Often people tell about their conversion or that of someone else, but in any of these, there is often subjective information given that may or may not have been true. Whenever one of the inspired writers of the Bible tells of a conversion, there is no doubt that it was a true conversion. The book of Acts contains a number of accounts of actual conversions. We would encourage all to study these inspired examples of conversions and seek to do all that they had to do in order to be saved. In this brief article we wish to give consideration to just one of these examples and specifically examine the way, manner or method of conversion rather than the specific requirements of conversion.
The eighth chapter of the book of Acts contains the conversion of a number of people in Samaria (Acts 8:5-25). Then, the remainder of the chapter is devoted to the conversion of just one man (Acts 8:26-40). The account tells us of a man from Ethiopia who traveled to Jerusalem. He was not a Christian when he went to Jerusalem, nor was he one when he left Jerusalem to return to Ethiopia. However, when he arrived back home in Ethiopia, he was. The text cited explains how this transpired.
We might begin by pointing out that three things are needed to bring about a conversion as are seen in this example. Those three things are: (1) A messenger, (2) A message, and (3) A recipient. In our text Philip was the messenger, the gospel of Jesus Christ was the message and the Ethiopian was the recipient. When this text begins, Philip is sent by “an angel of the Lord”, also referred to as “the Spirit” (verses 26, 29) to take the message to the Ethiopian. The question could be asked, “Why did the Spirit send Philip?” Philip was already doing a good work in converting people to Christianity in Samaria. Many had already been converted and no doubt Philip could have converted more. Why did the Spirit not just go to the Ethiopian directly, leaving Philip to the work he was already doing. The answer to this question brings us to what we wish to give consideration to, the method God has chosen for the conversion of man to Christianity (I Corinthians 1:21).
God’s method includes the use of all three things mentioned above. We will get back to our specific messenger in a moment, but let us here consider the message that is required and the manner in which that messages was to be taken to man. When Philip left Jerusalem and went to Samaria, the scripture says that he “preached Christ unto them” (8:5) and when he met with the Ethiopian, the scripture says that he “preached unto him Jesus” (8:35). It is the gospel of Jesus Christ that must be taught, heard, believed and adhered to in order for one to become a child of God, thus a Christian. The apostle Paul said that the gospel of Christ is the power of God unto salvation (Rom. 1:16) and that it reveals the righteousness of God (Rom. 1:17). James tells us that it is by the word of God that one can be saved (James 1:21) and Peter tells us that one purifies his soul in obeying the truth, is born again by the incorruptible seed of the word of God and that the gospel of Christ is the word of God by which this is done (I Pet. 1:22-23, 25). Every example of conversion found in the book of Acts begins with God’s word, the gospel of Christ being proclaimed to those who are converted. The first example in the book is found in Acts chapter two, where Peter preaches the gospel (Acts 2:22-36) and the scripture says, “Now when they heard this, they were pricked in their heart, and said unto Peter and to the rest of the apostles, Men and brethren, what shall we do? (Acts 2:37). Without the proclaiming of the gospel of Christ, there can be no conversion to Christianity. Paul wrote, “So then faith cometh by hearing, and hearing by the word of God” (Rom. 10:17).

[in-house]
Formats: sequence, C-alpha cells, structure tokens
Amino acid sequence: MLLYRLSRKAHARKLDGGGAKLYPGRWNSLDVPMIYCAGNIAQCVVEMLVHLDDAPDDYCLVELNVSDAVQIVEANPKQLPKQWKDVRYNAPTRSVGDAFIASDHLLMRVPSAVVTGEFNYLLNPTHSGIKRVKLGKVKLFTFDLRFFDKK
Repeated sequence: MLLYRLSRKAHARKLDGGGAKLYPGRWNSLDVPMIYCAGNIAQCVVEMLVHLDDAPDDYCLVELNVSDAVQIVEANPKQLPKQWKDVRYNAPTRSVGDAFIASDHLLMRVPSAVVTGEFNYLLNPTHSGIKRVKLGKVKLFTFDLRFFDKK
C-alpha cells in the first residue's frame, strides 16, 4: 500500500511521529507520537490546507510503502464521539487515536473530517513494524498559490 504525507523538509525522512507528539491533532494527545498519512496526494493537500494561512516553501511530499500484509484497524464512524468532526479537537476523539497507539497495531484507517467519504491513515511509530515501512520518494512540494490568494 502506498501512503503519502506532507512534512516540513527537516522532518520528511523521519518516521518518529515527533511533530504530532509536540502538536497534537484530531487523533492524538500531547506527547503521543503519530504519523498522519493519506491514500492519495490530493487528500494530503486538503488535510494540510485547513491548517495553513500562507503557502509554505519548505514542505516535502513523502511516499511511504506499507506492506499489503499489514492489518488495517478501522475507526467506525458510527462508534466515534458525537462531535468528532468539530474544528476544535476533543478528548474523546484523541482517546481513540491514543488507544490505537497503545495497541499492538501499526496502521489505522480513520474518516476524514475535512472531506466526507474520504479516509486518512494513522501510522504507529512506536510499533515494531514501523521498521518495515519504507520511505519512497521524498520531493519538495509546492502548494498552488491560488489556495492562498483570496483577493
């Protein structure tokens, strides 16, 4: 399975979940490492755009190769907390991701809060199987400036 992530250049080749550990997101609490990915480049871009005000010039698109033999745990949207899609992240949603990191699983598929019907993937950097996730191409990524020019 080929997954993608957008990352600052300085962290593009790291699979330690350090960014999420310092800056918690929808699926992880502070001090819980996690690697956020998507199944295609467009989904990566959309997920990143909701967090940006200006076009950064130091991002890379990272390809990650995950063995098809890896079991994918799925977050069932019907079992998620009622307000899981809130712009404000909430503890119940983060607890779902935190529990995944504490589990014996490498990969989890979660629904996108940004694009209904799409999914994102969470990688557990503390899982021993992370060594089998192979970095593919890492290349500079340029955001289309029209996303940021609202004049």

But now, back to our messenger. Just who the messenger is does not matter all that much. In this case, Philip was a devoted follower of Christ and obviously sincerely desired to lead others to salvation. However, no matter who the messenger is, not all will accept and obey the message. Peter proclaimed the same message as he did on Pentecost at other times with different results (Acts 5:29). Paul said that he rejoiced when the gospel was preached, even when the motive of the preacher was not pure (Phil. 1:15-18).
Let us briefly consider the recipient of our text. The Ethiopian was a religious man and obviously a sincere and dedicated man to make the trip all the way to Jerusalem “for to worship” (Acts 8:27). He was seeking to know God’s will, thus looking in the right place, God’s word (Acts 8:30; John 5:39). Most important of all was that he was honest enough to accept the truth when he heard it and immediately make every effort to comply with the commands of that truth. Having heard the word, he realized he needed to be baptized and after confessing his faith in Christ, he was. Then he was able to go on his way rejoicing (v. 39). True conversion requires following God’s instructions! (Send any questions or comments to: [email protected])
Robert Oliver is a long time columnist for The Sampson Independent.